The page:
Errol Sawyer

Immediately, when I saw Errol Sawyer’s photographs, I was surprised by their compositional completeness - which lifts them out of time, and gives one the feeling that they are held forever (that ‘hold it’ moment)  – and by their utter naturalness – that gives one the impression that life is flowing through them and nothing in them is forced, arranged for show, or in any way artificial.  Their authority as artistic expressions lies in this confluence.  Errol Sawyer is that rare thing today – a classical black and white photographer in the Henri Cartier-Bresson tradition, using the camera at its simplest and most challenging, as a trap for catching time. Looking at his pictures, I feel more fully in tune with living today, and my guess is that people in the future will continue to look at them, and by doing so, get a glimpse of what it was really like to be alive today.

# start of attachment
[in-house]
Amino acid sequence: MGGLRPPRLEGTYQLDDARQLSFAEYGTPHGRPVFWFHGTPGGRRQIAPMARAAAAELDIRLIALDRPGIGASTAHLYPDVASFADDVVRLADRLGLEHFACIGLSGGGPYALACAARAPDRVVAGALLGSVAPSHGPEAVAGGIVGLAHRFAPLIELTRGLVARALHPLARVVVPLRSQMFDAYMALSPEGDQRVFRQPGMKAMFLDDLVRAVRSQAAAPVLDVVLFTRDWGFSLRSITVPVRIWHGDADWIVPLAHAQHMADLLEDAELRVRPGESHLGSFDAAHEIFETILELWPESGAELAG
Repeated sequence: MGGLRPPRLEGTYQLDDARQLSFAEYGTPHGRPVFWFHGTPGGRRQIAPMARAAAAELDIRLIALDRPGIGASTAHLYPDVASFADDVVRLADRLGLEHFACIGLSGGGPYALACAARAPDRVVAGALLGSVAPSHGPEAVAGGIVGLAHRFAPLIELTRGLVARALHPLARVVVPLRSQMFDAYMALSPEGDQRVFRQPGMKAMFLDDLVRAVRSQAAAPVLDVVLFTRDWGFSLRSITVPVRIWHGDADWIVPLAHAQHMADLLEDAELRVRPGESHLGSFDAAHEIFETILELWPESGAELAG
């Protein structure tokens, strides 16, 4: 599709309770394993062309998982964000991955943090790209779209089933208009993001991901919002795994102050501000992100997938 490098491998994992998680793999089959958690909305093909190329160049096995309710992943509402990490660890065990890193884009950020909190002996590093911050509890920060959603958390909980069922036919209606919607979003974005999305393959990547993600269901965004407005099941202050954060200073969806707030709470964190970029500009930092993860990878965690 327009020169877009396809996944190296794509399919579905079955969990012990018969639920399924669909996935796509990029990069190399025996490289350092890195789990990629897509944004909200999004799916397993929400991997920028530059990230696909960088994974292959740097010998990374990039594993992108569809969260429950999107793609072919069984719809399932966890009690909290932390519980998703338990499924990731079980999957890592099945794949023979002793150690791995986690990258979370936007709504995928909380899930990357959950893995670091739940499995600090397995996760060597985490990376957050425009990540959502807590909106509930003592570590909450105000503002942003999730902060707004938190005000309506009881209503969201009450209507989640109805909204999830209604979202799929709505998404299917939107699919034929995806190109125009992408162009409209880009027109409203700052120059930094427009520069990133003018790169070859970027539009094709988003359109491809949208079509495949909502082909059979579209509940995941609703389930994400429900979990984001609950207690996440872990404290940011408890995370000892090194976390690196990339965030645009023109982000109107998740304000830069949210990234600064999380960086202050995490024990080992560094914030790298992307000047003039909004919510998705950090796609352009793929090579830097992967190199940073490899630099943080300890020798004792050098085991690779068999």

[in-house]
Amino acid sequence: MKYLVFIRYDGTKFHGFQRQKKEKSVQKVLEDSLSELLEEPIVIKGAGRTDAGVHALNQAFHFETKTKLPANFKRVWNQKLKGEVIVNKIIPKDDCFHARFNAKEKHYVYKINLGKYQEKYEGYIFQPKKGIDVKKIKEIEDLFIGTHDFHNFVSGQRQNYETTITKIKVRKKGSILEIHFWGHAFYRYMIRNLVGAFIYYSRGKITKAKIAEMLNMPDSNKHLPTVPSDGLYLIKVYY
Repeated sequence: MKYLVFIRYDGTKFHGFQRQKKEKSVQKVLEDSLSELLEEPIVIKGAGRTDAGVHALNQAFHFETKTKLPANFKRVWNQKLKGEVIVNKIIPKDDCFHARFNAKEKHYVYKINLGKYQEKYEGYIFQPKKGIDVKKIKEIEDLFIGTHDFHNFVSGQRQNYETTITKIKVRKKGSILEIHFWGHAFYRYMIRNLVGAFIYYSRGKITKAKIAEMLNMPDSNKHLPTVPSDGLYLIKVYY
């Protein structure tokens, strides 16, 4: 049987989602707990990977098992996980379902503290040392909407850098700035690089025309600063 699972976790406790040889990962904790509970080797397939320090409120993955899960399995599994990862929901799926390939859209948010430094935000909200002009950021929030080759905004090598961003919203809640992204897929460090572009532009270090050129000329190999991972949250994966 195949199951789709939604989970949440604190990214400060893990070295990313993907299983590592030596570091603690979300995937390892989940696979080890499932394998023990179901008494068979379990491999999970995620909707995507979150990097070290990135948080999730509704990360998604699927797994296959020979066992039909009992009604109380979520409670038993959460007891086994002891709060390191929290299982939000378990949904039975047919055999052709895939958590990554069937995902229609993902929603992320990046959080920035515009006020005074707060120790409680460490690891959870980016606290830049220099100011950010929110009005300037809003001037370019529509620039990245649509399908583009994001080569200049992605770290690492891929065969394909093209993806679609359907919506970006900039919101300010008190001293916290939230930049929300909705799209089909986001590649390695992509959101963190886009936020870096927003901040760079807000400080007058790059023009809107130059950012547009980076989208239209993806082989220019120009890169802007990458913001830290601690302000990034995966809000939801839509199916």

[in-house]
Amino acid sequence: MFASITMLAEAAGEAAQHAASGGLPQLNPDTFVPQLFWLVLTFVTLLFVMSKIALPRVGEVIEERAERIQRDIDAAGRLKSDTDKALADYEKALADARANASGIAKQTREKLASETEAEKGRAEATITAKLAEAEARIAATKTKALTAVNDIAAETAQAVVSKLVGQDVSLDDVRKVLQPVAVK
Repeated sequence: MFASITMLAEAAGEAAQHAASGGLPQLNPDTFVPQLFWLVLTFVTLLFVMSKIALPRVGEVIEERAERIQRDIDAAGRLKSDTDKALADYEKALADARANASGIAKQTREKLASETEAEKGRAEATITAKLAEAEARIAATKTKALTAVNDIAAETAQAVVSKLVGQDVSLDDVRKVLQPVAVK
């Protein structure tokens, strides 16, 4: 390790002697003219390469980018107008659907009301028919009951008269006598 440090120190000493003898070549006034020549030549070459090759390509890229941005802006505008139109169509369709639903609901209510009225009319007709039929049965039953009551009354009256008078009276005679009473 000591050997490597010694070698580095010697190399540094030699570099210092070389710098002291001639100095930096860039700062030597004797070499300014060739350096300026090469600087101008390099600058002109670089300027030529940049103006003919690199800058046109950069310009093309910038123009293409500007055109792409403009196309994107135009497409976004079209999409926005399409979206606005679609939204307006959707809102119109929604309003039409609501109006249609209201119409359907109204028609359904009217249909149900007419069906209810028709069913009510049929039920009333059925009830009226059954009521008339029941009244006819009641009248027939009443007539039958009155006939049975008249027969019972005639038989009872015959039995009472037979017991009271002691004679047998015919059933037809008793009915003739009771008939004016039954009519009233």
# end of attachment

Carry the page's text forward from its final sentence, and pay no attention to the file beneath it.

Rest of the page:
Errol Sawyer was born in Miami in 1943.  He was brought up by his mother, part African American and Cherokee Indian, first in Harlem, then the Bronx, where he learnt to survive in the city jungle. He became a brilliant chess player, and then took to photography in 1966.  He became famous in the seventies as a fashion photographer, but withdrew from this world in the late 80s to return to his roots in the streets. He has written beautifully about what he is doing. ‘A good picture results from a subconscious dance between being present and not being present.’  ‘I measure myself as a craftsman in proportion to the degree of consciousness I bring to bear upon a given event at its inception, not at its conclusion!’  And on the subject of politically motivated photography, he asks, ‘While I applaud the efforts of many photographers ... to raise our consciousness regarding the horrendous plight of those who are confined to the third world, I’m nagged by the question: whose interests are actually served by the process?’   

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